The breaking point of each flexure may be determined in any number of ways. For example, the breaking point may be determined by selecting different materials for use in the flexures 104-104′″. As one example, different metals having differing material properties that affect the breaking point or deflection point of each flexure, such as different moduli of elasticity, fracture energies, strengths (e.g., compressive, fatigue, impact, and/or tensile strengths), flexural moduli, fracture toughness, impact strengths, shear moduli, or the like, may be used in forming the flexures 104-104′″. In addition or alternatively, each of the flexures may have a cross-section exhibiting a different cross-sectional area. In some embodiments, a flexure exhibiting a larger cross-sectional area may exhibit a higher breaking point than a flexure exhibiting a smaller cross-sectional area, assuming like materials are used to fabricate the flexures.

Upon application of an external force to the shock sensor, one or more of the flexures 104-104′″ may be broken, the number of broken flexures depending upon the magnitude of the applied force and the breaking points of the individual flexures 104-104′″. The force sufficient to deflect or break each flexure 104-104′″ may be different from at least one other flexure 104-104′″. A broken flexure corresponds to a detectable change in an electrical property of shock sensor 100, in this example, an open circuit condition, that may be detected by the corresponding detector 112-112′″ and communicated to the RFID transponder. In particular, because the flexures 104-104′″ may have different breaking points (i.e., different forces may be necessary to break flexures 104-104′″), the flexures 104-104′″ that break and create the open circuit conditions indicate the force that was applied to sensor 100. By remotely interrogating the RFID transponder 110, a remote radio frequency transmitter and receiver (i.e. a transceiver) may determine, at any given time, the number and identity of open circuits within the shock sensor.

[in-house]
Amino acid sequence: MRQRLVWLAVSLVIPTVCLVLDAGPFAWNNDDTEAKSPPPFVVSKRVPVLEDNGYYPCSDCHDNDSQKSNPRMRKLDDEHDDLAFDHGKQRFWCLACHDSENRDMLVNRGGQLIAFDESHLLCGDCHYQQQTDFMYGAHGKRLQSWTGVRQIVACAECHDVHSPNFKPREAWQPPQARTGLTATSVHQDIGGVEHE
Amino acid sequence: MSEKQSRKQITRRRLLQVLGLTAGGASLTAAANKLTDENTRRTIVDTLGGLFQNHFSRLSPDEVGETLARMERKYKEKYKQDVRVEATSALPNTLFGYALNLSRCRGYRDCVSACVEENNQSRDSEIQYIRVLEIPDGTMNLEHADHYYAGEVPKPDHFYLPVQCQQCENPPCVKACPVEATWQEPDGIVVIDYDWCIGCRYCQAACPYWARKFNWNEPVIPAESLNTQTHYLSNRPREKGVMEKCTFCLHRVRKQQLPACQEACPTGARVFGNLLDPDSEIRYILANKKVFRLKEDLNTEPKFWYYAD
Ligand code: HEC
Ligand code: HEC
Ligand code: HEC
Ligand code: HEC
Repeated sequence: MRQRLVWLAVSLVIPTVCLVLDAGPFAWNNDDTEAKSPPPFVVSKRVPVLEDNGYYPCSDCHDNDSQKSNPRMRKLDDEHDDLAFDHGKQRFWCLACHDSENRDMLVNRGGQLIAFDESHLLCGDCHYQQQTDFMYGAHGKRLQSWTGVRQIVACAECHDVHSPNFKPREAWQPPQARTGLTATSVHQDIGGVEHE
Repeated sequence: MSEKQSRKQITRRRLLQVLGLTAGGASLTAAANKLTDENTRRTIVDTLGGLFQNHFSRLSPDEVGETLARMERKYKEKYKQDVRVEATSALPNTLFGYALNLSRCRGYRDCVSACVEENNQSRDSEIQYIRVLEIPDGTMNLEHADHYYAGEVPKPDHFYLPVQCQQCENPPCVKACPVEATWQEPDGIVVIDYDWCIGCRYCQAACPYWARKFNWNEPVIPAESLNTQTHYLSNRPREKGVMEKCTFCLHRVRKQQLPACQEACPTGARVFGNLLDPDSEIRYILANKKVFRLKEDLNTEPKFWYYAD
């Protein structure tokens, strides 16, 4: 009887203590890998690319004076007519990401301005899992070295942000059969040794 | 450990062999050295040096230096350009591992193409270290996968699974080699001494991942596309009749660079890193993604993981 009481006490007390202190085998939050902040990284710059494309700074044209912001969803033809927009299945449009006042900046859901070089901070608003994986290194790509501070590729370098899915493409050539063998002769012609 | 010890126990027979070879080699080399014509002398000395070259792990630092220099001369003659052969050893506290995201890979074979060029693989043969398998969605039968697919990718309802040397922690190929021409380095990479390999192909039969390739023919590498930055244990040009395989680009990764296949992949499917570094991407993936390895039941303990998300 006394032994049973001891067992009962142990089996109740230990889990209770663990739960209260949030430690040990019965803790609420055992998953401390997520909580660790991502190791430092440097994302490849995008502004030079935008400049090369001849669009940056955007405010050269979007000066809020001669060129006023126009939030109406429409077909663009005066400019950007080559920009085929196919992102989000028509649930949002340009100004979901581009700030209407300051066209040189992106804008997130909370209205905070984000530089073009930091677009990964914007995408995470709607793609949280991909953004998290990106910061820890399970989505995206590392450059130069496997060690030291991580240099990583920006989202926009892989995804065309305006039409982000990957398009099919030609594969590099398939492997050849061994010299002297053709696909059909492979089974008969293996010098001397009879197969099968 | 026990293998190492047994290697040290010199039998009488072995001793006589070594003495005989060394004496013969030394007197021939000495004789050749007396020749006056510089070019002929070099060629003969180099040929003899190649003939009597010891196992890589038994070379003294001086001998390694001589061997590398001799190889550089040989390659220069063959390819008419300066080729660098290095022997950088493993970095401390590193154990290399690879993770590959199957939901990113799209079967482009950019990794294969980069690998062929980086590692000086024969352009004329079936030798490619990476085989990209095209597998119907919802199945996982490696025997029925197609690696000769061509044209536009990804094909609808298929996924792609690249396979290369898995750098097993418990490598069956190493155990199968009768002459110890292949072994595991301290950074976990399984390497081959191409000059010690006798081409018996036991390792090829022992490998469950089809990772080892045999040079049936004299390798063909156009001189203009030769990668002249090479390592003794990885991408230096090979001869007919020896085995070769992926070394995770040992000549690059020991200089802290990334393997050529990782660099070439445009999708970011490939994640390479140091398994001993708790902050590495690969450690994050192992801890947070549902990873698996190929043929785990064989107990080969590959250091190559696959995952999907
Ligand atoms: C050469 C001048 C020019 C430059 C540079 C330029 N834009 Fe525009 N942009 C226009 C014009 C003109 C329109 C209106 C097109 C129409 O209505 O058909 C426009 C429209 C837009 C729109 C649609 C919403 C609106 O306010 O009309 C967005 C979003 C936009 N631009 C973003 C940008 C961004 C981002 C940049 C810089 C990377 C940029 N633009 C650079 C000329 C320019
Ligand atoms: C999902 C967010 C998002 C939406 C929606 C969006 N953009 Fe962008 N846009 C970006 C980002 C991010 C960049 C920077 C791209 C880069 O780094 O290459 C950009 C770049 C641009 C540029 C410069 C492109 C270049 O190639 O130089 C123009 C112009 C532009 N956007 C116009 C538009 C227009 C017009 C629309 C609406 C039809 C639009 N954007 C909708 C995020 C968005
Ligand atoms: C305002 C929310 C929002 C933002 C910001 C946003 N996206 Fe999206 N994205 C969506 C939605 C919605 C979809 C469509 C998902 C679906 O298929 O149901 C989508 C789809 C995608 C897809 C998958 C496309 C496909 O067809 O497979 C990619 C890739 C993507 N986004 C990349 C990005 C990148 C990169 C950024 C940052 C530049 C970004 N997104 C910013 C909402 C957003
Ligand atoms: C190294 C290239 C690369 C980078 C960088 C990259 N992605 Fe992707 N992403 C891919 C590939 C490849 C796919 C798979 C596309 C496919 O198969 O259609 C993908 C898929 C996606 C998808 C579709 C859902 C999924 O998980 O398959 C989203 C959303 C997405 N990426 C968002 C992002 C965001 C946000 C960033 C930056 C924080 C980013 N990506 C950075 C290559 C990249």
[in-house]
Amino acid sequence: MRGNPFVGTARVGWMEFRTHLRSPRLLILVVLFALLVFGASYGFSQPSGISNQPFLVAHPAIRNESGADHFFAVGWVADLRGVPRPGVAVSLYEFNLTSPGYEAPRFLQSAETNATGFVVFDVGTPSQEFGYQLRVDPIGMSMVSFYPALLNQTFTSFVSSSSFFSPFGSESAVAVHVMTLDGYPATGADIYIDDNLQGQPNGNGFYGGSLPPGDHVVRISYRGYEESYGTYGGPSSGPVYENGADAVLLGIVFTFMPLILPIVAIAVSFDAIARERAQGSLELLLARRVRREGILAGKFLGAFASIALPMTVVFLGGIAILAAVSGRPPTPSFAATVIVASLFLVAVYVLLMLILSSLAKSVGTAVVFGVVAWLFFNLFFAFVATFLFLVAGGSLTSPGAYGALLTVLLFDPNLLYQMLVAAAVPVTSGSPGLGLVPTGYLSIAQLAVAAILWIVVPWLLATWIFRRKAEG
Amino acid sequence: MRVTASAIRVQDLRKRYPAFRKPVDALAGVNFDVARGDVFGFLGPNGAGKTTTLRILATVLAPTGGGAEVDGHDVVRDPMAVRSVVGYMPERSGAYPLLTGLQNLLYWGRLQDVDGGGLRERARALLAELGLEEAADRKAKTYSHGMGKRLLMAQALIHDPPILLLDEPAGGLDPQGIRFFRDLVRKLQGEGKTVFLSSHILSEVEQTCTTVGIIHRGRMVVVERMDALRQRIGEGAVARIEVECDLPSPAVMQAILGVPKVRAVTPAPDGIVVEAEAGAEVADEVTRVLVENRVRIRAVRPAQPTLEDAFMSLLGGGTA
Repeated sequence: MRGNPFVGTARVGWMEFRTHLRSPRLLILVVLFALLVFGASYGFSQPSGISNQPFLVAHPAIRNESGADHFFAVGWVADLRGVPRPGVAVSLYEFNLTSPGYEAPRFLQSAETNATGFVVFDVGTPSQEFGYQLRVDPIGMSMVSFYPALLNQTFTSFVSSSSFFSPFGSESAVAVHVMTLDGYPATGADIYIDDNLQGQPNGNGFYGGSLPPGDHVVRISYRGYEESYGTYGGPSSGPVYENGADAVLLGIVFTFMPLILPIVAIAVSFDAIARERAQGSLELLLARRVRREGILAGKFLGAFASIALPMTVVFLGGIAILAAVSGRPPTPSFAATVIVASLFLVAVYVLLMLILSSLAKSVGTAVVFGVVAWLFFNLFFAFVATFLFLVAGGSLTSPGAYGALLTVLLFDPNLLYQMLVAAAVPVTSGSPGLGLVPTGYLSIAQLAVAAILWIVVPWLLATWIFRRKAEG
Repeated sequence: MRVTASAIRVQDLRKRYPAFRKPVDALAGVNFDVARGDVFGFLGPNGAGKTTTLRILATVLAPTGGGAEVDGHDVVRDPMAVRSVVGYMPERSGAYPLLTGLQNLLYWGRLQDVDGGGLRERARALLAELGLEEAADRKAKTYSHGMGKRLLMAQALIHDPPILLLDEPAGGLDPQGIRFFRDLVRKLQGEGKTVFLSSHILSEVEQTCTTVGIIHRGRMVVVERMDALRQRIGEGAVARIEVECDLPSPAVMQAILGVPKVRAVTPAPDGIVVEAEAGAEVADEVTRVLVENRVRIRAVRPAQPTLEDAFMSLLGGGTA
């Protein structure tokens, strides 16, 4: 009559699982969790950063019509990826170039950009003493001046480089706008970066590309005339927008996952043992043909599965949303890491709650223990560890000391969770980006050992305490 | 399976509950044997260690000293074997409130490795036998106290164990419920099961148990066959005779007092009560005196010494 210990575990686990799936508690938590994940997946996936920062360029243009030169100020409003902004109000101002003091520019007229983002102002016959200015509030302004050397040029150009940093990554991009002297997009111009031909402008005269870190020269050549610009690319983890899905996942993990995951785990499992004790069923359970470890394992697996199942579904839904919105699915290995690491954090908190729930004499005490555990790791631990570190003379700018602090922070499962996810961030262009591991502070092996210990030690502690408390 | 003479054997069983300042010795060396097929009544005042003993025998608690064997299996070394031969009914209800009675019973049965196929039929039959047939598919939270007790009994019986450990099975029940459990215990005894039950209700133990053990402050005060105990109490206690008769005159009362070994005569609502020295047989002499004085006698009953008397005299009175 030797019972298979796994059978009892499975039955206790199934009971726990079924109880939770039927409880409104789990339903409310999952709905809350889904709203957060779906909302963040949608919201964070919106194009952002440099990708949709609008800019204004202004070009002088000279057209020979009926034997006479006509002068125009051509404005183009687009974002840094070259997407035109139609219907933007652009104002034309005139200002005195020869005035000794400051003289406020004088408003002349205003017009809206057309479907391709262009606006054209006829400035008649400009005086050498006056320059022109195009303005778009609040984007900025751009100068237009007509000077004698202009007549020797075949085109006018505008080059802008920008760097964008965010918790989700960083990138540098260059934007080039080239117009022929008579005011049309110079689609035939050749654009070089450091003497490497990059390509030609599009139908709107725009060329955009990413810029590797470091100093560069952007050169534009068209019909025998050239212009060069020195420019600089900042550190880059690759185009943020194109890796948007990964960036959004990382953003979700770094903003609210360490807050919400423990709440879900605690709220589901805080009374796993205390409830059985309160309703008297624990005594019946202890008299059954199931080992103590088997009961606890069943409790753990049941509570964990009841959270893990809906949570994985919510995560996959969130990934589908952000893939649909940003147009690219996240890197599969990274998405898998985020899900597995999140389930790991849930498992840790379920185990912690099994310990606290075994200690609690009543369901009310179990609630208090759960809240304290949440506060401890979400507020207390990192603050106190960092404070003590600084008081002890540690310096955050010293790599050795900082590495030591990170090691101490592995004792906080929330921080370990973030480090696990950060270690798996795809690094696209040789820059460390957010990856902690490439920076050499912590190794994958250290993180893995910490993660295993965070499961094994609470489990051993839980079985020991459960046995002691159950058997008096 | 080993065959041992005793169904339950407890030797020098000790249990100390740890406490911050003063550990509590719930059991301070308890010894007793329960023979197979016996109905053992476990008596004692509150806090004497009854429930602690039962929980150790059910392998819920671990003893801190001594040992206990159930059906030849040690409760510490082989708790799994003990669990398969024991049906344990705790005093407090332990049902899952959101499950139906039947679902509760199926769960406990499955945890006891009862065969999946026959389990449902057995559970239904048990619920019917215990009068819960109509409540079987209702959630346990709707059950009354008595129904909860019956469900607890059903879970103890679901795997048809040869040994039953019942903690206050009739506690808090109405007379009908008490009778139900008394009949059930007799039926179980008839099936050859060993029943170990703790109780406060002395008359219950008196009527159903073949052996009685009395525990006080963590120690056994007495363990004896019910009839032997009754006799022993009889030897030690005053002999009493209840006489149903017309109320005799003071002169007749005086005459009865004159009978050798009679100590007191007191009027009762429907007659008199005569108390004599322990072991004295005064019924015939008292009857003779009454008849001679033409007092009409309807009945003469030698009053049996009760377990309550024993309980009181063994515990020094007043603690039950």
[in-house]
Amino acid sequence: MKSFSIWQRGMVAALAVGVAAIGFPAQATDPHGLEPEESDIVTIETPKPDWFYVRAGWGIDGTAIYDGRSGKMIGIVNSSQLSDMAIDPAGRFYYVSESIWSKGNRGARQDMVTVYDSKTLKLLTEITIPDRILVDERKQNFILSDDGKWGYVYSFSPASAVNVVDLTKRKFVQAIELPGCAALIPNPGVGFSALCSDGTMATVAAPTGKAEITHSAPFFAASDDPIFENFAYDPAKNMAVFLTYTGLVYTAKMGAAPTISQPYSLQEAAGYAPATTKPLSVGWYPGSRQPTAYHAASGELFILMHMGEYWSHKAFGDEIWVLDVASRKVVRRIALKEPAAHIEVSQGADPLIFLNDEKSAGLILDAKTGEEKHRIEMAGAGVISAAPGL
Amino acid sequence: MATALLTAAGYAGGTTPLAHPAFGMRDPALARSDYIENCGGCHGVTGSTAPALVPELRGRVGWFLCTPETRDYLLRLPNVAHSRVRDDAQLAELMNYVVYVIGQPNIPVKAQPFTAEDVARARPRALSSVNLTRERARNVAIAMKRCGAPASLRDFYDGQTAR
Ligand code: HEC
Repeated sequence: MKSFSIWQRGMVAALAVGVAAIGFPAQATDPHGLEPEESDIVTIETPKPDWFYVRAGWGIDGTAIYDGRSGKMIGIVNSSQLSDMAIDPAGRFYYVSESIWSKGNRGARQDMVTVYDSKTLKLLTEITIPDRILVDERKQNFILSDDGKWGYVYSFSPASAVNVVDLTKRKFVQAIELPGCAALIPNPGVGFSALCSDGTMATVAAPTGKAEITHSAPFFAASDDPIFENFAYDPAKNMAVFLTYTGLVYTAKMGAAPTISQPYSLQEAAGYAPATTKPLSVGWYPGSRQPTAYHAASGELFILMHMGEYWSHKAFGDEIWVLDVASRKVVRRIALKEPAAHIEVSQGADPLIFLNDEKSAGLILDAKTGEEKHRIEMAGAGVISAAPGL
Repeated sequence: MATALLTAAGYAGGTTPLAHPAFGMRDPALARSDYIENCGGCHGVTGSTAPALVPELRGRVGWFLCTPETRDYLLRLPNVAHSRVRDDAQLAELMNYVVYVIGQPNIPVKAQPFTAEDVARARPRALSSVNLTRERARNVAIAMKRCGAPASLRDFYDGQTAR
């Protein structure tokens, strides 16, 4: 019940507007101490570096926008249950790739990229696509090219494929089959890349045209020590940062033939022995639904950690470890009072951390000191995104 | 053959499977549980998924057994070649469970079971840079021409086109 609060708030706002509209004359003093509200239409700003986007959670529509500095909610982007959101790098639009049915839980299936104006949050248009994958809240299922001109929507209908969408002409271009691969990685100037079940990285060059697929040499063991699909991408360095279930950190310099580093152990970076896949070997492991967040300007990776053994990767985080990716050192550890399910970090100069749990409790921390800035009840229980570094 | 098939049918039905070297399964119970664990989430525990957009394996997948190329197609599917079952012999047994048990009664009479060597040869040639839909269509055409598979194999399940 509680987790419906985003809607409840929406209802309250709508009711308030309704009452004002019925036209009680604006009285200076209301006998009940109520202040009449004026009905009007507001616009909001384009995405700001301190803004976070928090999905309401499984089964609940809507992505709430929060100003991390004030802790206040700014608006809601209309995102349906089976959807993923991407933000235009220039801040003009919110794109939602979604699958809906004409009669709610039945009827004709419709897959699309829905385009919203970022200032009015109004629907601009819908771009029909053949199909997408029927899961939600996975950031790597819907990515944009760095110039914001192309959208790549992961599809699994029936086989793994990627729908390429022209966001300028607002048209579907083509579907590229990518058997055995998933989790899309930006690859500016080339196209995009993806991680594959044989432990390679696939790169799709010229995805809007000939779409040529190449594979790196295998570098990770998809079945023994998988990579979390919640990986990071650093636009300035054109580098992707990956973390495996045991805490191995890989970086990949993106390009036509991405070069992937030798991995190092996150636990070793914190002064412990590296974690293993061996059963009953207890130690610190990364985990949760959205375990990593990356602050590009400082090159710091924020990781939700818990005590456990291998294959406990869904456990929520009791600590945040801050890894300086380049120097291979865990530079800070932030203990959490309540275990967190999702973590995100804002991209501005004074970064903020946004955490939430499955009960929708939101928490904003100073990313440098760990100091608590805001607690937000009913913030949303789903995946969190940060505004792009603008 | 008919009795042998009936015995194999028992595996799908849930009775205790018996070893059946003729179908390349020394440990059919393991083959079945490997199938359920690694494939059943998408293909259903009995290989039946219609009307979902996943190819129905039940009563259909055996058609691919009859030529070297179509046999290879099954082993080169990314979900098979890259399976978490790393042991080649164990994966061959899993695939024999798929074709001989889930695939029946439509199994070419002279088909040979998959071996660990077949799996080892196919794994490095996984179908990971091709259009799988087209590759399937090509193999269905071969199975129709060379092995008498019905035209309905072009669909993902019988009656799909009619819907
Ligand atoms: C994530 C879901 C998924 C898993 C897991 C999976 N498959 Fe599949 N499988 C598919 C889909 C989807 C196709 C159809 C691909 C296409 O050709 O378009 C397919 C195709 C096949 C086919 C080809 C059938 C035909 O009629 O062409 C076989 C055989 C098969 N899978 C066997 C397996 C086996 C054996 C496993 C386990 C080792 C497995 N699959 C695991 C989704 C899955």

By determining the identity of the highest breaking point flexure exhibiting an open circuit condition, a remote user may determine, at any particular time, the maximum force or acceleration applied to the shock sensor prior to that time. In some embodiments, the breaking point of each flexure 104-104′″ is selected to be different from at least one other flexure. In certain embodiments, the breaking point of each flexure 104-104′″ can be selected to be different from every other flexure. This may be accomplished, for example, by varying the cross-sectional area of each flexure 104-104′″ so that each flexure exhibits a different area, by varying the mass 106-106′″ positioned in contact with each flexure 104-104′″ so that each mass is different in magnitude, or the like. The array of flexures can be arranged such that the breaking point of each adjacent flexure increases or decreases in moving from one end of the array to the opposite, terminal end of the array within the sensor 100.